HOMELAND: A multimedia exhibit exploring
our collective and diverse relationship to home/land
Maine Farmland Trust Gallery’s new exhibit HOMELAND speaks to a deep relationship that comes from cultivating the land, and a longing for connection with the land. This open call exhibit was promoted and curated in collaboration with GEDAKINA, Inc., a multigenerational endeavor to strengthen and revitalize the cultural knowledge and identity of Native American youth and families from across New England, and to conserve traditional homelands and places of historical, ecological and spiritual significance.
The first floor of the gallery features sixteen artists from varied backgrounds that seek to explore their relationship to home and land in a wide variety of mediums and styles.
Arlene Claudill Hulva’s colored pencil figurative landscape integrates New England and Latin American panoramas.
A vibrant Medicine Wheel painting by Mihku Paul-Anderson incorporates elements from the Waponaki culture and symbols from the natural world, while Maureen Block uses a 20th century ironing board as her painting surface for her work “Uprooted, Unrooted, Rerooted,” that depicts writhing roots in bold reds and yellows.
In two very different interpretations of Grant Woods’s iconic painting “American Gothic”, Colette Shumate Smith’s mixed media self-portrait reminds us to be vigilant of changing attitudes toward the land; and Bill Robitzek’s acrylic painting “Bowdoinham Gothic: Sarah and Laura” depicts a modern farm couple that is self-sufficient, and socially-conscious.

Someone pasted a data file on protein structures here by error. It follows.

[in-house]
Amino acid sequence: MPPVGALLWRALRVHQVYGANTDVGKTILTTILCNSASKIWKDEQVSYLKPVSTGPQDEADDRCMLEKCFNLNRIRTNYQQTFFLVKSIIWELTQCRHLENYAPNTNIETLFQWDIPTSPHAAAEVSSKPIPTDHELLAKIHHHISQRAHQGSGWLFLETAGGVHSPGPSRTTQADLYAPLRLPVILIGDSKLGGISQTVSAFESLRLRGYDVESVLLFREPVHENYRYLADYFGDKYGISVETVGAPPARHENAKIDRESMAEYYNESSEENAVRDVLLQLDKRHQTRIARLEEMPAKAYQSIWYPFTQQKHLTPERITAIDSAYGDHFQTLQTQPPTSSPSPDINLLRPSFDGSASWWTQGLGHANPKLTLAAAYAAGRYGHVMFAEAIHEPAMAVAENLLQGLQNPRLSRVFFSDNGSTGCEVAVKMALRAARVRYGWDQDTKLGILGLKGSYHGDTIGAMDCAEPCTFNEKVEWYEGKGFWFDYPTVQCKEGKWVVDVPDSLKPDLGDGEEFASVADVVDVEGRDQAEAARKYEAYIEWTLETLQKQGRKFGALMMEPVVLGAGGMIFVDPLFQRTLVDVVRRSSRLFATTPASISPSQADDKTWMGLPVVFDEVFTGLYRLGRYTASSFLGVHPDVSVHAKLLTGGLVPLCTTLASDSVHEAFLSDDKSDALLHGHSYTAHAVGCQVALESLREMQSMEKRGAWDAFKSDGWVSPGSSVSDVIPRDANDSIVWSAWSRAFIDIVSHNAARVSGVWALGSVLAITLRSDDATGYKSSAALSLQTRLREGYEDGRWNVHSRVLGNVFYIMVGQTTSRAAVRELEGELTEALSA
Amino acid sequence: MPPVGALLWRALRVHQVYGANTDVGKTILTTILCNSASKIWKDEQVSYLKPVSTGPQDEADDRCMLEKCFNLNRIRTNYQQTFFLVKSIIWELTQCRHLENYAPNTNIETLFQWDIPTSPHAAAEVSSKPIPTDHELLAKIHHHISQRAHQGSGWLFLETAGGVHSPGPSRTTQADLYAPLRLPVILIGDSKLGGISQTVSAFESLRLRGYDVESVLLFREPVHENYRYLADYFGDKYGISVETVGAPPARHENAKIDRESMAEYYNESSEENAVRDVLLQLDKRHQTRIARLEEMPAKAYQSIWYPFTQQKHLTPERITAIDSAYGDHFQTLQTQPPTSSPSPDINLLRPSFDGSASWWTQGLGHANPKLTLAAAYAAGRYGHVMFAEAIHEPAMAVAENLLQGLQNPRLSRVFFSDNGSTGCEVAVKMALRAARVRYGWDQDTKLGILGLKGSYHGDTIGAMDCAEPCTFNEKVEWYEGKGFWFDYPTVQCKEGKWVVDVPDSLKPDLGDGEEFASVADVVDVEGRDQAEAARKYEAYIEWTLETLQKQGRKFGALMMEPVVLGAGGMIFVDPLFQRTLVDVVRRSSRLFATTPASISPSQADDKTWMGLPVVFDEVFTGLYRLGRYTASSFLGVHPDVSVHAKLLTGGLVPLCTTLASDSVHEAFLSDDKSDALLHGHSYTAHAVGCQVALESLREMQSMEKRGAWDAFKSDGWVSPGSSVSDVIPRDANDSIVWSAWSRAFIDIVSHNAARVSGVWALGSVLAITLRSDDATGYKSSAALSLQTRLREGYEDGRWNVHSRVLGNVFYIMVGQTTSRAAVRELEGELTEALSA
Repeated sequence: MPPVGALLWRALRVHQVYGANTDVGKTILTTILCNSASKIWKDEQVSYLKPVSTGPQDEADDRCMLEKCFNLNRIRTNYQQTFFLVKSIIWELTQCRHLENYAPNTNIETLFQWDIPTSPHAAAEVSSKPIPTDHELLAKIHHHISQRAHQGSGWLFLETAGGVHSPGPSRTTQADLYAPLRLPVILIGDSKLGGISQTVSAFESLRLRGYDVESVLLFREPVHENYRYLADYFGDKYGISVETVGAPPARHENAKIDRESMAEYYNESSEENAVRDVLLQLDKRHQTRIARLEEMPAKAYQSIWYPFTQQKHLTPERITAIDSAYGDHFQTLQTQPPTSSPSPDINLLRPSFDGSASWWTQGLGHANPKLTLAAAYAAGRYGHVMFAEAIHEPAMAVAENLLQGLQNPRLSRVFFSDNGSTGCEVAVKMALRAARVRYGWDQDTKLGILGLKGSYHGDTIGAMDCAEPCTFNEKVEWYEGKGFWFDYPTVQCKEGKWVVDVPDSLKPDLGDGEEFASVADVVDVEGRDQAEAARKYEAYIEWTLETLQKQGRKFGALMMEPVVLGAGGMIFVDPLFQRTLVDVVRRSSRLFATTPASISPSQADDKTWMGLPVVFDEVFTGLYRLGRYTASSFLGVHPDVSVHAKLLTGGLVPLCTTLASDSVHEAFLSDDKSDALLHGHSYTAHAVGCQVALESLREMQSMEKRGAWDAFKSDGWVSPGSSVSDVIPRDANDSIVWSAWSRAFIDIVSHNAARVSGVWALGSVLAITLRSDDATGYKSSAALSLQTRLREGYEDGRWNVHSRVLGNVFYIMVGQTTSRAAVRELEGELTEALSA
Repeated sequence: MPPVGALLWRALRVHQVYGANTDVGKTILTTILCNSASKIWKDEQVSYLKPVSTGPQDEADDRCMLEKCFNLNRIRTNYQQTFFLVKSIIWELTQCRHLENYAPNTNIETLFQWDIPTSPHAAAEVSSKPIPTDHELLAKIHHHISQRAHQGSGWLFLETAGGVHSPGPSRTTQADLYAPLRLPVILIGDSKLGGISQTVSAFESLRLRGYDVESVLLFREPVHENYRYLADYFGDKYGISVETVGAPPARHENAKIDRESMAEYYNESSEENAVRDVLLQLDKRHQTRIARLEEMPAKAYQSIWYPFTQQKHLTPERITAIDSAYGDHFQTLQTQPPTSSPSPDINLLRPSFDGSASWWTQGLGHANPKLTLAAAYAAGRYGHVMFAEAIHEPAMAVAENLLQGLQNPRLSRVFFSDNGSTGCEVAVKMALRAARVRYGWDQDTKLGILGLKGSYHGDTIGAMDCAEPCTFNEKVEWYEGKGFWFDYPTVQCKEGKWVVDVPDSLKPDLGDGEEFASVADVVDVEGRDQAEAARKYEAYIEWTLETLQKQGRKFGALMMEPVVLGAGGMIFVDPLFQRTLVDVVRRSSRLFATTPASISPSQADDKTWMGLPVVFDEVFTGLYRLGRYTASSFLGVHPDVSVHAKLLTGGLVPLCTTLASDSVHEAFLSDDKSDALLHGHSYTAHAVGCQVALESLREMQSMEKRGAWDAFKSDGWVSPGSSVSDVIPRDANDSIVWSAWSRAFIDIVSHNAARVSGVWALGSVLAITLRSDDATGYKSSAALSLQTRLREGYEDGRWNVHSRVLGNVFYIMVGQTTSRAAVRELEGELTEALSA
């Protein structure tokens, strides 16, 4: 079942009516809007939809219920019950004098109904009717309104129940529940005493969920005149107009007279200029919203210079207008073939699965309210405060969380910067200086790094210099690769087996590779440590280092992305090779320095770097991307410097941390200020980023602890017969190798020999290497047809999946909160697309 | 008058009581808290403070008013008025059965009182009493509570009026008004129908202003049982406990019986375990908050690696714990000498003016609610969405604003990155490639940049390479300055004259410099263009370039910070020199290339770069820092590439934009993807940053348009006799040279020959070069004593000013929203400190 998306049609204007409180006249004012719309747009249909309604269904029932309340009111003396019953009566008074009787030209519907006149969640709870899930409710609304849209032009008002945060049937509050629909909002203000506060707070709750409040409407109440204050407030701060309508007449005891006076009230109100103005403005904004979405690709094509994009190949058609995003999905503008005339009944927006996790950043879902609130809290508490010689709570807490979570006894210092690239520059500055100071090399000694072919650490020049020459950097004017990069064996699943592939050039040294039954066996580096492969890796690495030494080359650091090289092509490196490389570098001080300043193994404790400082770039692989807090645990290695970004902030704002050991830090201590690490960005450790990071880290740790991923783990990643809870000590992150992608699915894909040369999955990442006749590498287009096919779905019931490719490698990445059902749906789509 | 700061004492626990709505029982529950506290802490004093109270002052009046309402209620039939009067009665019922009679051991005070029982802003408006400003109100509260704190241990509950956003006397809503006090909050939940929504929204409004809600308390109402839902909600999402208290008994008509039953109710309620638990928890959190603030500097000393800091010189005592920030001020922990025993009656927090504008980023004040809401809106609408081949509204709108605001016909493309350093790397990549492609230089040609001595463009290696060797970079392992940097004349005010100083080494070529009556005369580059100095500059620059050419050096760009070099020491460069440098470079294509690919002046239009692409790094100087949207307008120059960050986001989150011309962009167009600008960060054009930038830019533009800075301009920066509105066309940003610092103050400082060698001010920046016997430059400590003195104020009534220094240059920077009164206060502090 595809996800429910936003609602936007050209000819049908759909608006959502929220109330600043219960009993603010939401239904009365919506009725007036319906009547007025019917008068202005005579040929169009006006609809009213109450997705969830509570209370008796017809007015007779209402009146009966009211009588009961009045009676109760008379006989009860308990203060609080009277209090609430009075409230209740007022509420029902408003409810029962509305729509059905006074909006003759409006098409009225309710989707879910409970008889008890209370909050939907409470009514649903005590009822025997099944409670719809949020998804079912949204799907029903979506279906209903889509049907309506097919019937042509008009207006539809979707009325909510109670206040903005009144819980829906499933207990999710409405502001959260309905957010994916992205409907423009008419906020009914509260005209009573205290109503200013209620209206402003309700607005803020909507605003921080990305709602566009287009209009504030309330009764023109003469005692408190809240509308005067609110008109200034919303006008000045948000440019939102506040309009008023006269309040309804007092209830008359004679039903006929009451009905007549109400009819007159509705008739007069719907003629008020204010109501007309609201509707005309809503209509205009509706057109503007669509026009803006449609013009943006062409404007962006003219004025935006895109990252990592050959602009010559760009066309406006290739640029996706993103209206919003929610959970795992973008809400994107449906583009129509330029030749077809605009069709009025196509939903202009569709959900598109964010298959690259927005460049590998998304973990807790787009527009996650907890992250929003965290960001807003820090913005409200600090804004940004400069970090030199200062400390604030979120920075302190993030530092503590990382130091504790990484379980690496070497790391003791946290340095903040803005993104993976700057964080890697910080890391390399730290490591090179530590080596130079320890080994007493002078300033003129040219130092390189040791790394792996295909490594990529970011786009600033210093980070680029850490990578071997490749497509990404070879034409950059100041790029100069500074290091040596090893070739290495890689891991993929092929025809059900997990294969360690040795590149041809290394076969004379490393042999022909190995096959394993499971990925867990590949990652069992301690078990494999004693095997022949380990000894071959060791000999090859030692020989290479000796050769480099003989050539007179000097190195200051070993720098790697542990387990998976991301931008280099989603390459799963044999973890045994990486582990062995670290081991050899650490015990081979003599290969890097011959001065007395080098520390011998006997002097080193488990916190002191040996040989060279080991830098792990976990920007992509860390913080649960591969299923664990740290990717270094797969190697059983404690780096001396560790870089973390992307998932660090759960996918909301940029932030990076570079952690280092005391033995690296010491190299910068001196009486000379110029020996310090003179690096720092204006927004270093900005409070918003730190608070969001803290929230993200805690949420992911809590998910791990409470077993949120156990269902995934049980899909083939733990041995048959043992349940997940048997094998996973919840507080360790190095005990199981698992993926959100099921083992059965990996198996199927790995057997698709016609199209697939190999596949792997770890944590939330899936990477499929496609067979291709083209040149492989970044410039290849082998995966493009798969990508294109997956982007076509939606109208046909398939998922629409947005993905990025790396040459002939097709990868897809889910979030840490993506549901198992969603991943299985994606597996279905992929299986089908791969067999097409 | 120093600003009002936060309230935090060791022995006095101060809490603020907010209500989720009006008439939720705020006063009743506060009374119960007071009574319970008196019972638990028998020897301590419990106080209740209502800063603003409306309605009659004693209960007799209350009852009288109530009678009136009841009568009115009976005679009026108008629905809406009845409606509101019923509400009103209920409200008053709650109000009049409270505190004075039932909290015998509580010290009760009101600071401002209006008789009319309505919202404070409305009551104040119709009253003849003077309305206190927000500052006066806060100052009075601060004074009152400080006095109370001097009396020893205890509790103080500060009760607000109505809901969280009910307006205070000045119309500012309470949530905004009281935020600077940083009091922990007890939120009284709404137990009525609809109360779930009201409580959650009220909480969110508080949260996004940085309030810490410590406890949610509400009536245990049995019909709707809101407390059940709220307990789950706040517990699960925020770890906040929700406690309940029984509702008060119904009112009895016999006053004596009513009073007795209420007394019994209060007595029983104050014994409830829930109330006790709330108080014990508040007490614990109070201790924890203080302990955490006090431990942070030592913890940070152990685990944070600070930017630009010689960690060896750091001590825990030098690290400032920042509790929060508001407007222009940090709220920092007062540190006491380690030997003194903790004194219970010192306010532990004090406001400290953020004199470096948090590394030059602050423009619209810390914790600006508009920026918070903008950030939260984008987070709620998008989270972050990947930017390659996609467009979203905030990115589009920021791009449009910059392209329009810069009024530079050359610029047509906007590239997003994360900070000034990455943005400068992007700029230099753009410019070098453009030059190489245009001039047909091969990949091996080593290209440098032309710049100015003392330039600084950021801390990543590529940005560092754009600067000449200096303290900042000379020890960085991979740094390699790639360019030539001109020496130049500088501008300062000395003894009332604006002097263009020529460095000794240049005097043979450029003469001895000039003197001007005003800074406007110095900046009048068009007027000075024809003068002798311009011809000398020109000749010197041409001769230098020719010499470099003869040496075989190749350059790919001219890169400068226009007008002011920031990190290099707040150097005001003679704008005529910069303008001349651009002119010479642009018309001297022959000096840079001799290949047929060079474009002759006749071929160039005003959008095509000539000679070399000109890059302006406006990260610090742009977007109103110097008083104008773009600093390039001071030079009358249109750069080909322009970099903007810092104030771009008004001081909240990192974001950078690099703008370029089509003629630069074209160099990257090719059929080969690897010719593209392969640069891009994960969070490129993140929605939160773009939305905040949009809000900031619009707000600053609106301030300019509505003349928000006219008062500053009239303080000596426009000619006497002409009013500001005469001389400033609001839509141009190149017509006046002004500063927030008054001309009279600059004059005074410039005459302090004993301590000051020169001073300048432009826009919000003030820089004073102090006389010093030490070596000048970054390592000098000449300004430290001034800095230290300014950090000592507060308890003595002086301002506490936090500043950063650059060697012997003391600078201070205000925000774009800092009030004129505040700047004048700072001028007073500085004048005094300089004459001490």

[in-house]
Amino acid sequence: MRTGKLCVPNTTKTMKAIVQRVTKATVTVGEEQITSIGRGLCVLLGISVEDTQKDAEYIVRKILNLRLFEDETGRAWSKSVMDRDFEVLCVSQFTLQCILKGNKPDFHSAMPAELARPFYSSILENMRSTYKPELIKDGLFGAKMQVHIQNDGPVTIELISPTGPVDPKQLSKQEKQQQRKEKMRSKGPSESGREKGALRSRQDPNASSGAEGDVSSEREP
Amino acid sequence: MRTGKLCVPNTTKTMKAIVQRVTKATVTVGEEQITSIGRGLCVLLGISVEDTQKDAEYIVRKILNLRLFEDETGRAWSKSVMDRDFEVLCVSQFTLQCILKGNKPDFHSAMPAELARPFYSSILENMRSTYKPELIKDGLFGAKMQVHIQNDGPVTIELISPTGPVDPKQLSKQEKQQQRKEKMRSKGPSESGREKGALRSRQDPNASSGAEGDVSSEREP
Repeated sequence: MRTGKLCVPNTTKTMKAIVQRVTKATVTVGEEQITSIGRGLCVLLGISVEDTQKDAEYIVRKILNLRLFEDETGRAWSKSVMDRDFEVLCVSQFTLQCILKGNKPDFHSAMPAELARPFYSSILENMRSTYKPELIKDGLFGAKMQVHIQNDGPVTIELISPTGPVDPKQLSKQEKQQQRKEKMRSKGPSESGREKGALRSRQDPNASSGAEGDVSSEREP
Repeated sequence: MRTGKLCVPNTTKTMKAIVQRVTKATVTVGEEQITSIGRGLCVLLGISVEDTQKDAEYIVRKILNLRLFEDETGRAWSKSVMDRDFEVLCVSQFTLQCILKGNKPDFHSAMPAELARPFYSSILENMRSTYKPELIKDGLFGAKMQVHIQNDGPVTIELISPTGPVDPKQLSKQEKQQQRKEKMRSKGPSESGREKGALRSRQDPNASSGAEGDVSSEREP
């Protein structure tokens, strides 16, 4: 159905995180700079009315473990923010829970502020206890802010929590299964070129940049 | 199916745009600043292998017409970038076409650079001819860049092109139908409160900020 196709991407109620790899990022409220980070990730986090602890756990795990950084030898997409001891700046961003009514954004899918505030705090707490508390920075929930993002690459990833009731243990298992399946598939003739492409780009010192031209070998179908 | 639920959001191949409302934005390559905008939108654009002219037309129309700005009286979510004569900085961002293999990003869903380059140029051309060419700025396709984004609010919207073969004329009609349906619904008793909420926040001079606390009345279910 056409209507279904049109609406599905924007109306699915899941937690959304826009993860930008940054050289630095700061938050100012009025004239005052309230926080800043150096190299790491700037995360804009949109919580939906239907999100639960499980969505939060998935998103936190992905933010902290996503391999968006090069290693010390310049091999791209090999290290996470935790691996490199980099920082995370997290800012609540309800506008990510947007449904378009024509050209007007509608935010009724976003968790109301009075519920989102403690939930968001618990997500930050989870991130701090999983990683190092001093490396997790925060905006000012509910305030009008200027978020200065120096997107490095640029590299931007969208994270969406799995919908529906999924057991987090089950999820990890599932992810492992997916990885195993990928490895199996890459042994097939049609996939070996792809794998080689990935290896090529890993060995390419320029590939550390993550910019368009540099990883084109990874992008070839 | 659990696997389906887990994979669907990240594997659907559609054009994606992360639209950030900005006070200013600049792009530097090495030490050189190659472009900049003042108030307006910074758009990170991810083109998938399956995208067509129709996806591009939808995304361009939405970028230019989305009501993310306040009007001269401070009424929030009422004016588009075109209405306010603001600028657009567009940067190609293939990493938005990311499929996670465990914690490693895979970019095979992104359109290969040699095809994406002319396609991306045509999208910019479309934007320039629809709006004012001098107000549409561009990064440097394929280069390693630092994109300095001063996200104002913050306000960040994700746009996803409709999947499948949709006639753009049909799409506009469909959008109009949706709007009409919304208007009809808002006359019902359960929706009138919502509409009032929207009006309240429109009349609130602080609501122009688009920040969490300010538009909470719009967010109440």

Liz McGhee’s gelatin plate monotypes use a palette of blues, grays, purples, and browns with shapes and line that depict her intuitive wanderings through minimalistic landscapes.
Patricia Ranzoni, Bucksport’s 2014 Poet Laureate, contributes three lyrical, flowing poems on the greater longing for ancient home ground and the yearning of displaced peoples for their place on Earth.
Gabrielle Brown’s five copper, graphite and canvas woven baskets are based on Shaker designs. Elizabeth Hunter has created a grouping of rya pillows, an ancient Nordic woven pile technique, which speak to human’s connection with the seasons.
Kathy Pollard will be displaying a large piece of birch bark with inscribed and painted Maine Indian petroglyph reproductions, and a beautiful sculpture “Corn Mother,” made with glass beads and moose antler.
A mixed media installation by Thér̀ese Provenzano incorporates objects to invoke memories of childhood and change, while Constant Albertson will have two ceramic sculpture pieces on display with themes of water awareness.
Color photographs by Christina Gessler, Emily Davis, and Karyn Marden depict varied subjects, such as quintessential views of life on a farm, organically found picture rocks, and images of the Casco Bay area.
Karen Merritt’s gelatin silver prints portray the beauty in urban gardens of Portland in black and white.
Maine Farmland Trust will host the exhibit at its Gallery in Belfast from November 12, 2018 through March 1, 2019. Artist talks will be held on Friday, November 16th at 5pm, with a reception following from 5:30-8pm. Also, the Belfast Holiday Art Walk will occur Friday, December 7th, 5:30-8pm.
MFT Gallery, located at 97 Main Street, Belfast, is open Monday through Friday from 9am-4pm. More information can be found atwww.mainefarmlandtrust.org/public-outreach-new/gallery/ .
Maine Farmland Trust is a statewide, member-powered nonprofit working to protect farmland, support farmers, and advance farming. Maine Farmland Trust created its gallery to celebrate agriculture through art, and to inspire and inform the public about farming in Maine. For more information on the Trust visit www.mainefarmlandtrust.org